Solandra Wetland’s Musk Lorikeets

4 Jan

Dear Reader

Last week, on a warm summer afternoon, I decided to walk down to the pond at the bottom of the street to photograph a pair of nesting Australian grebes. The pond is part of a chain of wetlands that feeds off the nearby creek and filters stormwater for use on local parks and gardens around Tea Tree Gully. It provides a welcome oasis for many species during the dry summer months and supports a small semi-permanent population of water birds.

Local pond

On the edge of the pond there are a few medium sized eucalyptus trees that flower this time of year. They have broad canopies adorned with either cream or coral blossoms and are a favourite destination of the local rainbow lorikeet tribe. As I passed the trees I could hear the raucous screech of feeding birds but the tone seemed a little different to the cacophony of sound that frequently greets me.  A quick glance confirmed that most of these parrots were musk lorikeets with just a smattering of rainbows amongst them.

Rainbow Lorikeet amongst white gum blossoms

Musk lorikeeets ( Glossopsitta concinna) are medium sized lorikeets between 20-30cms from head to tail. They use their brush tipped tongues to feed on pollen and nectar but will also eat some seeds, fruits and insects. They often travel in flocks and are usually found in dry woodlands where they nest in hollow branches. They are slightly smaller than rainbows and less common in this area.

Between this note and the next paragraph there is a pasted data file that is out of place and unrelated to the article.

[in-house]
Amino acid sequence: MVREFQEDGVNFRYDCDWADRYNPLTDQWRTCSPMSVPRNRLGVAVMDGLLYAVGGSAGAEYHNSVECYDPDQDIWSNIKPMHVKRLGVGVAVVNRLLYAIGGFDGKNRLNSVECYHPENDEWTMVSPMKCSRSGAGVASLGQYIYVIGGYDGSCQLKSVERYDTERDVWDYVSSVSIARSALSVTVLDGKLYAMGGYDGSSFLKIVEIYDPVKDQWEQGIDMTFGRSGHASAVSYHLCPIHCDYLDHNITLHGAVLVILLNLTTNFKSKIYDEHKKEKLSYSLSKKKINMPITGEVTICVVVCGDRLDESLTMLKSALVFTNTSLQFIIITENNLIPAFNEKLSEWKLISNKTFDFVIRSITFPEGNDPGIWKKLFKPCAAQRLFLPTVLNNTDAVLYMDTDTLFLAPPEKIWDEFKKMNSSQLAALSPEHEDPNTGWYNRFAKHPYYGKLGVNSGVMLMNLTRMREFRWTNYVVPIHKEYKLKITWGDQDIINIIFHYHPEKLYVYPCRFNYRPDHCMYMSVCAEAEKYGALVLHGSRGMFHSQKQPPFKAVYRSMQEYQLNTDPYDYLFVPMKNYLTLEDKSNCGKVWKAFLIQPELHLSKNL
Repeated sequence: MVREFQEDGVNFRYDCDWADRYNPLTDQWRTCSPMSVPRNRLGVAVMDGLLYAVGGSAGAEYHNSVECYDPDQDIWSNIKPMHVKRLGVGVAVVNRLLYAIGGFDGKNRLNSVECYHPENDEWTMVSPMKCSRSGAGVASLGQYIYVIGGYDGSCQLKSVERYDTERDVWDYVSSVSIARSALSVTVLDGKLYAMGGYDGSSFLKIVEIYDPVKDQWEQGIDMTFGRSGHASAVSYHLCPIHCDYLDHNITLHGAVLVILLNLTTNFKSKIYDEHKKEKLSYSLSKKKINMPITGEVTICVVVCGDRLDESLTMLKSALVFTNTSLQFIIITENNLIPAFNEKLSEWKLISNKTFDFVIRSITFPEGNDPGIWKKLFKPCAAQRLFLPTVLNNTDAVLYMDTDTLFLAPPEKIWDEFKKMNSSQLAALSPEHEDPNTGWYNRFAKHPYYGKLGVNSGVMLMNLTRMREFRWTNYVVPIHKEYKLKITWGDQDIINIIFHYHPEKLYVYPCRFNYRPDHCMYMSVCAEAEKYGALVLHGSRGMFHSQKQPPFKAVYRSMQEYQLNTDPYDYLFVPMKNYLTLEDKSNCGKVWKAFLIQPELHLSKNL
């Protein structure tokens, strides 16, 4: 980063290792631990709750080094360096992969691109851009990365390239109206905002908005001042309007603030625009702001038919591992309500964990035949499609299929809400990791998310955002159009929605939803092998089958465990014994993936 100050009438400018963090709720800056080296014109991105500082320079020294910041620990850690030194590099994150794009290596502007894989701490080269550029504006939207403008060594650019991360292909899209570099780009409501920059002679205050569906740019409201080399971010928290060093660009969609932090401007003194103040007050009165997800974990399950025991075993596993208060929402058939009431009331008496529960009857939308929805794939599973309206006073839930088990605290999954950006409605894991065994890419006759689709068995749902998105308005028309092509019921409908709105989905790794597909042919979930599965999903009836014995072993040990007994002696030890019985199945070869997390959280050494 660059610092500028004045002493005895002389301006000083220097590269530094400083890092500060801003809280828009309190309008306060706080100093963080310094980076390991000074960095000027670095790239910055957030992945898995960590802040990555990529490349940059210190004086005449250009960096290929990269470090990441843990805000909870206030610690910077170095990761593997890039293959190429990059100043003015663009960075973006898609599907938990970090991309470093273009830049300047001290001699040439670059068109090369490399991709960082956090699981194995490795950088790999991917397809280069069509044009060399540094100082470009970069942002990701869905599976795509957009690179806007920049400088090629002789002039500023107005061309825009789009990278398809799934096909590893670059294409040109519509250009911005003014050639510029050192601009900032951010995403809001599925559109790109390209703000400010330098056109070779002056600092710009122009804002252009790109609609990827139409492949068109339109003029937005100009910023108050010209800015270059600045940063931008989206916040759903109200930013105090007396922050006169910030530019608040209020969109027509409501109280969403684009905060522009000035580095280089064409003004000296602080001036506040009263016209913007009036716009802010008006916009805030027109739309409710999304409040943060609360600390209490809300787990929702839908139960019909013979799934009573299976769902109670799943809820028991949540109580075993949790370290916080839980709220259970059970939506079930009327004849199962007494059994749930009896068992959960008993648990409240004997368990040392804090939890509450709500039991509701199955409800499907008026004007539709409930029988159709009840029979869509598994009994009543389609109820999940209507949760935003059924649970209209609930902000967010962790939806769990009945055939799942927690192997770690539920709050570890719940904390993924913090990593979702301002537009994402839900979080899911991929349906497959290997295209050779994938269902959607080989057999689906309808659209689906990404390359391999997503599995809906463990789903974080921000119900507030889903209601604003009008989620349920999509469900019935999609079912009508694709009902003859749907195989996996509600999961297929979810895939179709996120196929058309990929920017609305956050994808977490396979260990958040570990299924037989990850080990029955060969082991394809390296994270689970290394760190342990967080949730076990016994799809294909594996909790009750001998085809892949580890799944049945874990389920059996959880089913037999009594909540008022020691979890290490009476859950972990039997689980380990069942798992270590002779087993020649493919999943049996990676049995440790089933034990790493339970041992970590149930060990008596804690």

Musk Lorikeet feeding on coral gum blossoms

I decided that the grebes could wait. And, while I have quite a good collection of rainbow pictures I rarely see more than a few Muskies and the chance to photograph them while feeding does not come along too often. They were endearing little animals to watch as they performed an extraordinary range of acrobatic movements. Sometimes they hung upside down to get their beaks into a bunch of blossoms; at other times they used it as a prehensile tool to climb along spindly branches. Despite their preoccupation with feeding they were still a little nervous and as I moved cautiously around the trees they scattered into the denser parts of the foliage making photography somewhat difficult.

Pair of Musk Lorikeets

I tried sitting quietly in some of the surrounding bushes closer to the pond and using the telephoto on full zoom. An equally unsuccessful manoeuvre, as the birds seemed to rarely feed on the outer blossoms as doing so would probably increase their exposure to local predators like harriers and falcons. Finally I adopted a more professional and scientific approach to the problem; walk slowly, keep shooting and hope for the best.

Musk Lorikeet pair bonding near nest hole

Dozens of frames later, with the light diminishing and more than a few bird droppings adorning my jacket, I left my flock of musk lorikeets to their meal and walked down to the pond for a quick look at the pair of grebes. One was repairing the nest and the other half hidden in the reeds at the edge. Australian Grebe building nest

Another post for another day



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